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    • And back atcha, Viv! 🙂 Btw, my parents lived for years on Sanibel Island, one of the premiere birding spots in the country, and they didn’t bird at all. I had to SHOW them what was out there, and then suddenly, all they wanted to do was bird. If you invited them to visit, you had to bribe them with an unusual bird in your area that they really needed to come see. 😯 😀

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        • Oooh, I’ve never even SEEN a great gray owl! We birders have Life Lists. This is an important thing to us, and we diligently record every new bird we spot, adding the date and time of when we saw our first one. (Some of us keep Yard Lists, too, wherein we do the same thing for the first time we spot a new bird in our yards. We are a strange bunch! 😀 ) MY Life List is LACKING a great gray owl! I don’t even have a framed PHOTO of one. *sniff*

          😀 😀 😀


    • Thanks, Staci! Glad you enjoyed it. I find that when you take a closer look, there are things to be learned about even the most commonly seen birds. But yes, sometimes you see parents with fledged young at a feeder, still poking seeds down their throats, and you can easily tell the difference by the color. Now if you want to see something that bears no resemblance to the adult cardinals, you need to take a look at the HATCHLINGS. Eeeep. Faces only a mama cardinal could love! 😀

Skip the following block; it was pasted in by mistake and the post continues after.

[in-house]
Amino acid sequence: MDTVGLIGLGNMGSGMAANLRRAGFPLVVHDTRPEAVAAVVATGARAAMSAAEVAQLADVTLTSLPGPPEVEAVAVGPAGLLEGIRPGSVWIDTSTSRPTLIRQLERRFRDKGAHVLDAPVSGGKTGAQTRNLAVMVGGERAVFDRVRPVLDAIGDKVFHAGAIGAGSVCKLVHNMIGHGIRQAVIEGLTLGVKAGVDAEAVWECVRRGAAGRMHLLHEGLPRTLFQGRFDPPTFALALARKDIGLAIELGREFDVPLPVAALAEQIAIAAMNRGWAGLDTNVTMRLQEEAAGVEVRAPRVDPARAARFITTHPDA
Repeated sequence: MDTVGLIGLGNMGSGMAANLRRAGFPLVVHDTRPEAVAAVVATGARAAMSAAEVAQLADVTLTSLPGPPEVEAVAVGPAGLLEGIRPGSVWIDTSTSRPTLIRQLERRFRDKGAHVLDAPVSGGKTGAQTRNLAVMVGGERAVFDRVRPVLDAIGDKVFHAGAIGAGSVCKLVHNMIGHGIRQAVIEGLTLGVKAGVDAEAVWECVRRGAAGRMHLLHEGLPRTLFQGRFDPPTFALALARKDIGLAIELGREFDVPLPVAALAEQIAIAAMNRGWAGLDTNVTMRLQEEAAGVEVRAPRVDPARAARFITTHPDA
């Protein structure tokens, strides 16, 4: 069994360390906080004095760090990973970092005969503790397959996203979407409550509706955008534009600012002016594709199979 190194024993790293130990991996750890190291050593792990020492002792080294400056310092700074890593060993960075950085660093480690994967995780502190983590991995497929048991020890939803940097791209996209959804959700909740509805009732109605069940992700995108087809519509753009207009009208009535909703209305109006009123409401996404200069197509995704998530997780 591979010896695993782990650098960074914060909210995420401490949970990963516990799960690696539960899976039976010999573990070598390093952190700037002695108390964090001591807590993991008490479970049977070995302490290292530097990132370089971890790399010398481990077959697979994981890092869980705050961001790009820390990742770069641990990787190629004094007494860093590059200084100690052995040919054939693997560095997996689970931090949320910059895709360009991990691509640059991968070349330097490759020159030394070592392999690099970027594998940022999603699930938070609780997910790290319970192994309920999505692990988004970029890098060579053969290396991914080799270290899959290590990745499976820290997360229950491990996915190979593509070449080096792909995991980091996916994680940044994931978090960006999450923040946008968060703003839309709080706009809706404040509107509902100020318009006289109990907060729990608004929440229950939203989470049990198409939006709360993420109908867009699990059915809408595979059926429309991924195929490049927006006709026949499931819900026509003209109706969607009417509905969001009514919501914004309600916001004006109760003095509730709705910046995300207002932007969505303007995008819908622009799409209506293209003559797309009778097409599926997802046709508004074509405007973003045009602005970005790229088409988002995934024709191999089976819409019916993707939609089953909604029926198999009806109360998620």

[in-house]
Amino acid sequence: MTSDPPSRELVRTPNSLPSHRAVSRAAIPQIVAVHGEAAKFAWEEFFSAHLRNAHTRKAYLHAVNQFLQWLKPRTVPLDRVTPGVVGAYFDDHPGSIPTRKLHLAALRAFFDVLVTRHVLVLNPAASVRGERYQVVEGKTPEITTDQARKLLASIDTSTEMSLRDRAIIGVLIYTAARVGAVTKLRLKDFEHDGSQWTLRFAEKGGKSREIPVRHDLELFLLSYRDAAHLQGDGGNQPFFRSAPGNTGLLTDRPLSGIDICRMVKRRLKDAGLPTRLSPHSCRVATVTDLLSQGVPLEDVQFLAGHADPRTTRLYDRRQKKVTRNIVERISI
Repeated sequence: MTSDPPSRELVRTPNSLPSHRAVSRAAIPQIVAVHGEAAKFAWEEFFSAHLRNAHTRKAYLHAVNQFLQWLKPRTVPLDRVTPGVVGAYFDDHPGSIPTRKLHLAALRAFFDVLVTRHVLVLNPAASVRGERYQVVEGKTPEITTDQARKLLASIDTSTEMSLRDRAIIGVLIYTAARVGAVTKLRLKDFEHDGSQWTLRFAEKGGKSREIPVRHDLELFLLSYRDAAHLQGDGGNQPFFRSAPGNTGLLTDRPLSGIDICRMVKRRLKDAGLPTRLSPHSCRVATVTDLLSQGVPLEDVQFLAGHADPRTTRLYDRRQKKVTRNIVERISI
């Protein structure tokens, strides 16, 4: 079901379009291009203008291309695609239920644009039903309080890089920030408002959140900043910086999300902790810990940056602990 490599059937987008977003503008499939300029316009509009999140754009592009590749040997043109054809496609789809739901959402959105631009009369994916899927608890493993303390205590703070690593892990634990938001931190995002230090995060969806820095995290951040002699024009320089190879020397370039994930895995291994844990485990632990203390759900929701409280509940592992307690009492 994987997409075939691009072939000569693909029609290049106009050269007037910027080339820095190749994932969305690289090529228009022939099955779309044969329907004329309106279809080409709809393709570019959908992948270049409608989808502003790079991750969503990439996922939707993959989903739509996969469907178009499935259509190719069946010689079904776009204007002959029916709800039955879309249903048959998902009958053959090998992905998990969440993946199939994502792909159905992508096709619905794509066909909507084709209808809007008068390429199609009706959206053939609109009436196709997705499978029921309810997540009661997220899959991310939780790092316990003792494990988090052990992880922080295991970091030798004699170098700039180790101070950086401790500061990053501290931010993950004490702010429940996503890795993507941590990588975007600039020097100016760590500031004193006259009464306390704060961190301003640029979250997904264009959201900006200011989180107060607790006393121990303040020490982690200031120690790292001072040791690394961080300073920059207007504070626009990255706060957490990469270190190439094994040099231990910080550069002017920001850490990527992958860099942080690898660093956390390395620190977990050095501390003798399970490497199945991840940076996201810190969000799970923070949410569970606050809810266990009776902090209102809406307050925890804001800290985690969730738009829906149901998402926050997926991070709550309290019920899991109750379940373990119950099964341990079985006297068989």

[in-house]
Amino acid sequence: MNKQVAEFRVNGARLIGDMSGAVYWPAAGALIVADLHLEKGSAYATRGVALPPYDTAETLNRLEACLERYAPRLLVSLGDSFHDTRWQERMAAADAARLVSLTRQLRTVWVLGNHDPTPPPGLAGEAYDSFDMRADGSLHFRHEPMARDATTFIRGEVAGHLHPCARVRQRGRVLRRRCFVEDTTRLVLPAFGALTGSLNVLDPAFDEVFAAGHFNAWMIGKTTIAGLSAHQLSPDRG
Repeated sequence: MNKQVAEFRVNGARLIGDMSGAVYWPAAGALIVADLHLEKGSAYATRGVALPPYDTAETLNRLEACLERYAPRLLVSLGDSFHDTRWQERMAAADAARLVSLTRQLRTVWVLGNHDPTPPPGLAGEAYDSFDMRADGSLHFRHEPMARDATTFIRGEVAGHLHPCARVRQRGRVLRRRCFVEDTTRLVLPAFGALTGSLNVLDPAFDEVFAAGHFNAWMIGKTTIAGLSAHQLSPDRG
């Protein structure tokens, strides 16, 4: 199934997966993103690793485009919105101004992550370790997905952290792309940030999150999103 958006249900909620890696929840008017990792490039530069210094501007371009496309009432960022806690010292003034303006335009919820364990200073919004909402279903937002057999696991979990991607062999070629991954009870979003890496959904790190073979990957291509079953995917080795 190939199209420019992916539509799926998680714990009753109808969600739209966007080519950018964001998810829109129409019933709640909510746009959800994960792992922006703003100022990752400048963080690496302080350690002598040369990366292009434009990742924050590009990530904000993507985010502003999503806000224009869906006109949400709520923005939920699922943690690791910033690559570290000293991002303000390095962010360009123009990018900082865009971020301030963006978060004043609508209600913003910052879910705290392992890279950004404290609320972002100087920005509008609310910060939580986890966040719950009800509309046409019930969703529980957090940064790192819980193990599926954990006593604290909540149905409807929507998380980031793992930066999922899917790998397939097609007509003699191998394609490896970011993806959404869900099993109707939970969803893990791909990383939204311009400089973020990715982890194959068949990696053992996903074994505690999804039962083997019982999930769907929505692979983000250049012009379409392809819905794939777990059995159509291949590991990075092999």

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    • Glad you enjoyed the post, Deb! I’ve had a lifelong love affair with nature, and was a full-time volunteer with what was then the Florida Audubon Society for several years, plus did volunteer work as a docent at the Central Florida Zoo. I’ve spent years canoeing our rivers (and often leading canoe trips for Audubon and for exchange students), and I’ve hiked or birded many a mile in our woods and swamps, and in other states. Plus, I used to read a ton of books on wildlife from all around the world. I would have to have absorbed some information after all of that, especially of our local wildlife. 😀 Plus, I had very good friends who were pros in the field, including ornithologists and others. Boy, did I learn a lot from them, too.